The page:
Since the Mavs' championship over the Heat in 2011, the two teams have been heading in opposite paths.
By MATT MOSLEY FS Southwest
The high moment for the Mavs during a lopsided loss to the
Miami Heat on Thursday came from one of the unlikeliest lineups you'll ever see in an NBA game. Reserve point guard Dominique Jones joined Roddy Beaubois, rookies Jae Crowder, Bernard "Sarge" James and veteran Vince Carter on the floor in the second quarter.
That unit quickly cut into a large deficit and pulled the Mavs to within 36-33. James swatted shots on the defensive end and scored six points with some nifty moves around the basket. But the Mavs came crashing back to reality when coach Rick Carlisle re-inserted his starters. If this was some type of measuring-stick game, the Mavs (12-14) are in awful shape as they await the return of
Dirk Nowitzki. The Heat were determined to make things tough for O.J. Mayo, and he responded with what had to be his worst game of the season. When he was still on the court in the fourth quarter with the Mavs trailing by 30 points, it almost felt like punishment.
Mayo, who's been one of the most efficient three-point shooters in the NBA, wasn't even close on most of his attempts. He took ill-advised shots and then attempted to force passes in traffic.
It was also the type of game that brings out the worst in Carter. The 35-year-old tried too hard to dial back the clock in the presence of LeBron James and Dwyane Wade, as evidenced by a play in the first half in which he palmed the ball far away from his body and then delivered a wild pass toward the top of the key that was intercepted by the Heat. Carlisle didn't lash out at his team after the game, in part because the Mavs had a quick turnaround against the Memphis Grizzlies. He normally paces the sideline no matter the score, but he spent a major portion of the second half in his seat. He talked about the differences between this version of the Heat as opposed to the one that fell to the Mavs only 18 months ago.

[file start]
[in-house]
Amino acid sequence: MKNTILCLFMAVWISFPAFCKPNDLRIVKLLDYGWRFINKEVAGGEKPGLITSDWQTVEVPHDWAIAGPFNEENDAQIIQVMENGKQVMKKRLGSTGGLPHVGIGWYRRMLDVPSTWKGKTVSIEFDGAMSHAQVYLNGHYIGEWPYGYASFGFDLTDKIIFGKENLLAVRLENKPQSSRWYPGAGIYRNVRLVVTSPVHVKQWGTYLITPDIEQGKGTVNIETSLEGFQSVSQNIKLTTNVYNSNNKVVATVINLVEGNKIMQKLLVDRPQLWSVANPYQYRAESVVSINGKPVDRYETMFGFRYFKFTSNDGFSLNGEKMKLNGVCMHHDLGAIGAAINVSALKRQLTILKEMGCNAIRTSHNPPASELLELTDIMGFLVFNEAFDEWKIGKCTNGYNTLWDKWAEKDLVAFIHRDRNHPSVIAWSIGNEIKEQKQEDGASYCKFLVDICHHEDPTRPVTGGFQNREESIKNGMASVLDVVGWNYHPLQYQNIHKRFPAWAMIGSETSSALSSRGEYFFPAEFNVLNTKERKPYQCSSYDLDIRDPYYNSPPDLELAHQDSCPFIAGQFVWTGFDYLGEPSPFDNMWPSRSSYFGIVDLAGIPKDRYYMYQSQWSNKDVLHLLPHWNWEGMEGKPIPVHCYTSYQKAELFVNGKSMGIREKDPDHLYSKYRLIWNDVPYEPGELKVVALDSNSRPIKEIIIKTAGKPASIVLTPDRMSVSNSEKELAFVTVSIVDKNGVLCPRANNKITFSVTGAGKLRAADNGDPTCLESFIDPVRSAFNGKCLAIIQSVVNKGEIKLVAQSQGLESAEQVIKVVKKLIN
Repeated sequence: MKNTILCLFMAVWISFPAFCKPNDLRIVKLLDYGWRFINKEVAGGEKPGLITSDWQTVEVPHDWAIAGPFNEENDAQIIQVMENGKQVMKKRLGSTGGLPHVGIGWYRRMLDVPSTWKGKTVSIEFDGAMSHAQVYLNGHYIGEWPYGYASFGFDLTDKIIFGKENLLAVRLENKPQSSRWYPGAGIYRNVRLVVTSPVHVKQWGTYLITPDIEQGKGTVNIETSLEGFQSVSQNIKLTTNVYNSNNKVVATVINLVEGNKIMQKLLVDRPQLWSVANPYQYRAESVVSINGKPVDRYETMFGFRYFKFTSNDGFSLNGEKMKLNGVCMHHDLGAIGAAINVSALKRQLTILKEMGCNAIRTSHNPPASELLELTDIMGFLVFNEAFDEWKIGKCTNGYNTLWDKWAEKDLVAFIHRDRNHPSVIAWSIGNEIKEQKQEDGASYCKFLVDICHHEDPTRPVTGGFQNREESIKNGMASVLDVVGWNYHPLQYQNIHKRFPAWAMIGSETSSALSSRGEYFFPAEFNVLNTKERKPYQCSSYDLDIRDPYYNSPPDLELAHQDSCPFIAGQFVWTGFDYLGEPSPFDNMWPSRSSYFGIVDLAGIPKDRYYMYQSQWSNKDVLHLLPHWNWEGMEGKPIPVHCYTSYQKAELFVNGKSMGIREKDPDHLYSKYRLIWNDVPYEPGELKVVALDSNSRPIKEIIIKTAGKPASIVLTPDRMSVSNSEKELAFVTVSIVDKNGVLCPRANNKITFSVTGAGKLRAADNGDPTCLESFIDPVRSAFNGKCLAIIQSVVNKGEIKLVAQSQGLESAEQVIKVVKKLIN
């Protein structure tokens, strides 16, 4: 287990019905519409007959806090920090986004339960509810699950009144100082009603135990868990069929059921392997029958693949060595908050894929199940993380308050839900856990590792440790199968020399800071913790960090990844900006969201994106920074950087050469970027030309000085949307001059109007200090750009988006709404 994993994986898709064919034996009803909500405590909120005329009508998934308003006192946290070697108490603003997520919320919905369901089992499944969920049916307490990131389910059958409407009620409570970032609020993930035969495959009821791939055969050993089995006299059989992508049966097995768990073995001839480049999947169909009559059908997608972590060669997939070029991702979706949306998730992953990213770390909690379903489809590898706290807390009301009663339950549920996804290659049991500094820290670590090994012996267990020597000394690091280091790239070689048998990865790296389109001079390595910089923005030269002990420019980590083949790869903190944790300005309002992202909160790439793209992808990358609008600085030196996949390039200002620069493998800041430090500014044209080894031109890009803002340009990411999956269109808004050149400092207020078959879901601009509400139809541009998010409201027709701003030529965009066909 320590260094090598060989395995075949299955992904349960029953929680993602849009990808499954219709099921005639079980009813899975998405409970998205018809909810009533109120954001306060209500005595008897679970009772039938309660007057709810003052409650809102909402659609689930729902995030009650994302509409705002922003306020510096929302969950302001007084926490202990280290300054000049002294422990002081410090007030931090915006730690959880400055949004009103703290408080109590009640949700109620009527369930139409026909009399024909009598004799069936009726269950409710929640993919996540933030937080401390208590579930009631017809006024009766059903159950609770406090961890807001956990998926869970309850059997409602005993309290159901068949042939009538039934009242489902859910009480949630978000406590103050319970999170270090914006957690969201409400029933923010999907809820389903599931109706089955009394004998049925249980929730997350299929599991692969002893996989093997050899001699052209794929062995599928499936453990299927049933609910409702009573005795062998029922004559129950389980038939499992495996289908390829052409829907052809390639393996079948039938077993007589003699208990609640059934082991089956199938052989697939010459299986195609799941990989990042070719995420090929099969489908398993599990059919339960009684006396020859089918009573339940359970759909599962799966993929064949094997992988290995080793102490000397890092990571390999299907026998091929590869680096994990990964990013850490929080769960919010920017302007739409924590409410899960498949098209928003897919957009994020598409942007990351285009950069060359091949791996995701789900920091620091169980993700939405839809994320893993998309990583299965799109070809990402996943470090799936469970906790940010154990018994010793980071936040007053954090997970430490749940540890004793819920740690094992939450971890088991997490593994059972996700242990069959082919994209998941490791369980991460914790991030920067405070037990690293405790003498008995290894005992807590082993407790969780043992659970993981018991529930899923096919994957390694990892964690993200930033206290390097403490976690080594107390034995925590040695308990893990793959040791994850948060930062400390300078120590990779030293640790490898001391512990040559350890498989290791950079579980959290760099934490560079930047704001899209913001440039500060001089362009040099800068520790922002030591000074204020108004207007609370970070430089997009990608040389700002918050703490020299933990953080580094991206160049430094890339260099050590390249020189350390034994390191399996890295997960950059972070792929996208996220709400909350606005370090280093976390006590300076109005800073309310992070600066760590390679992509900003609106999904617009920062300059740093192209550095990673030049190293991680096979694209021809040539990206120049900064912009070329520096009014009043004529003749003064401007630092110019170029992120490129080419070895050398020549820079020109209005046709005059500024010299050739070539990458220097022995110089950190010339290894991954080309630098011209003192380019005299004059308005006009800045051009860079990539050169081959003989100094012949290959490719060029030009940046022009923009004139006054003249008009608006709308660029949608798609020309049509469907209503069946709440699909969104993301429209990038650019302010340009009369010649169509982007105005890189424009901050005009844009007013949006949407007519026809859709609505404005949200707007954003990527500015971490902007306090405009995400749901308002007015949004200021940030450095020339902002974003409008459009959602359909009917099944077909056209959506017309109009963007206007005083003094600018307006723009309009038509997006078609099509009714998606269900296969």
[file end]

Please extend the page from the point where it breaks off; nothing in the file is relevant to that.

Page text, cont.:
"They're so much better now just because they've been together," Carlisle said after Thursday's game. "And there's a lot to be said for being together. Right now, one of our struggles is that we've got a group that hasn't been together much. There are times that it's very challenging."
Wade has taken jabs at the Mavs in the past, but after the game he complimented Carlisle for getting the most out of this rag-tag group of players. I'm not sure there's a worse matchup for center Chris Kaman than the Heat. Nearly every time he attempted to dribble with his back to the goal, someone swooped in and stole the ball.
The Mavs have been able to hover near .500 based on a fairly soft schedule. But now they have games coming up against the Grizzlies, Spurs and Thunder. With Derek Fisher missing Thursday's game, the Mavs needed a solid performance from Darren Collison. But he was largely ineffective throughout the game. That led to more minutes for Jones, who admitted to me after the game that he ran completely out of gas because of his extended minutes.
The mentality for the Mavs for much of the season has been to hold the fort until Nowitzki returns. But even if he's able to return to the lineup next week, it will still take several games for him to find some type of rhythm. This simply doesn't look anything like a playoff team. The Mavs can hang with decent teams such as the Boston Celtics at times, but Carlisle has no way of knowing what he's going to get on a nightly basis.
This is the product of Mark Cuban's decision to place more value on the future than the present. The Mavs allowed key players from the championship team to depart in hopes of landing a so-called "big fish" who would make life easier on Nowitzki. Instead, the team is desperately waiting for Dirk to return to the lineup and carry them to the playoffs.
Maybe Cuban's plan will someday make sense. But to this point, it's a major head-scratcher.